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The AAPG/Datapages Combined Publications Database

Indonesian Petroleum Association


29th Annual Convention Proceedings (Volume 1), 2003
Pages 1-16

Provenance of Northern Borneo Sediments

Marco W. A. van Hattum, Robert Hall, Gary J. Nichols


Borneo, located in equatoria 1 SE Asia, is the third largest island in the world, although it is topographically low. One of the unusual features of Borneo is the large amount of Cenozoic clastic sediments that have accumulated in several basins on and around the island. The ultimate source areas of the Cenozoic sequences have been suggested to be either mainland SE Asia/Indochina or Borneo itself. During the Paleogene until the earliest Miocene, deep marine turbidites were deposited in an accretionary wedge setting. Provenance studies on these Paleogene sediments based on detrital modes of sandstones and heavy mineral studies show that they have all been derived from a recycled orogenic source. Upper Cretaceous to Eocene sediments, the Sapulut and Trusmadi Formations, are compositionally mature (quartzose recycled), and may have been derived from mainland SE Asia/Indochina. During the Eocene there was an important change in sediment maturity and a provenance shift from quartzose to intermediate recycled sandstones. Heavy mineral studies show that the Eocene-Oligocene sediments of the Crocker Formation are mainly derived from granite, and that granite debris has been derived directly from its source or has been only slightly recycled/transported.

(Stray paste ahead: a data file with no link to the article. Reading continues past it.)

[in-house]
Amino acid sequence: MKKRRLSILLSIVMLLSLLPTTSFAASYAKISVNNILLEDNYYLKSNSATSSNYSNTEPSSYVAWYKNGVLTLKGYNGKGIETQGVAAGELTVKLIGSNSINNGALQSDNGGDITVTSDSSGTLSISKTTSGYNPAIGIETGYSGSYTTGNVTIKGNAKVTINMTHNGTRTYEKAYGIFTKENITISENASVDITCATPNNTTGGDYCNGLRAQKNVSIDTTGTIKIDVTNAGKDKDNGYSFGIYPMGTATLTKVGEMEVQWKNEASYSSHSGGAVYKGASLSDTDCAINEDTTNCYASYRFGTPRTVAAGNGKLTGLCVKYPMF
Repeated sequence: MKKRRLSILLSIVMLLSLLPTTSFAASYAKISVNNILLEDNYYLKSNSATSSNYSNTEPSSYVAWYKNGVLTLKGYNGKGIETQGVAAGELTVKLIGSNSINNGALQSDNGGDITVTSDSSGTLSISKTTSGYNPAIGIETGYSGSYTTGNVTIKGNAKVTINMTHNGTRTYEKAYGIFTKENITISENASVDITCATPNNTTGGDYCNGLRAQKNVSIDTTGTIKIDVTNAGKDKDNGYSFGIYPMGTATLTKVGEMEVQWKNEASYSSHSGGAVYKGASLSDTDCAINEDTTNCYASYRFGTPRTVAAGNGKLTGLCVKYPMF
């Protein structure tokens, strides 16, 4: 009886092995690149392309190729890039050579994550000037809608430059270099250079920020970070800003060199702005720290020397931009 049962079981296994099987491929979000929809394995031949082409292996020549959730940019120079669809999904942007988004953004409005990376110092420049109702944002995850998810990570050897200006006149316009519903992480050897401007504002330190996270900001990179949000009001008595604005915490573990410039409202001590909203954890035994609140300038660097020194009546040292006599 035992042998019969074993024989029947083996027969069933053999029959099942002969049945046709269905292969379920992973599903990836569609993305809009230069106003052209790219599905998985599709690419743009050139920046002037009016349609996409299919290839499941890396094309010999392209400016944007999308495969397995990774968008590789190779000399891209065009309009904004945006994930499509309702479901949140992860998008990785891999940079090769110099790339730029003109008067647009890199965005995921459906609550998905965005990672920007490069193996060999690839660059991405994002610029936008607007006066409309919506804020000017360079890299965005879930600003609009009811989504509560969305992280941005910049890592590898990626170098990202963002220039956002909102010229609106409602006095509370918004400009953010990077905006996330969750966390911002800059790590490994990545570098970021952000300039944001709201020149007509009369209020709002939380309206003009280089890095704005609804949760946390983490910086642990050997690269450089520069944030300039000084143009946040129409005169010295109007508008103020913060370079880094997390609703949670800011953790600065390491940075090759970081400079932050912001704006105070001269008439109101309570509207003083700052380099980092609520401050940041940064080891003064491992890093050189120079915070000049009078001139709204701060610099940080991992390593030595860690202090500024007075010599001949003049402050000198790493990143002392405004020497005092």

The ultimate source area for these sediments was probably the Schwaner Mountains of southern Borneo, although a minor component of ophiolite debris suggests derivation from nearby basement of northern Borneo. The relative immaturity and heavy mineral suites of the Crocker Formation indicate it was derived from Borneo itself rather than SE Asia/Indochina, but primarily from basement sources rather than by recycling of older sediments.

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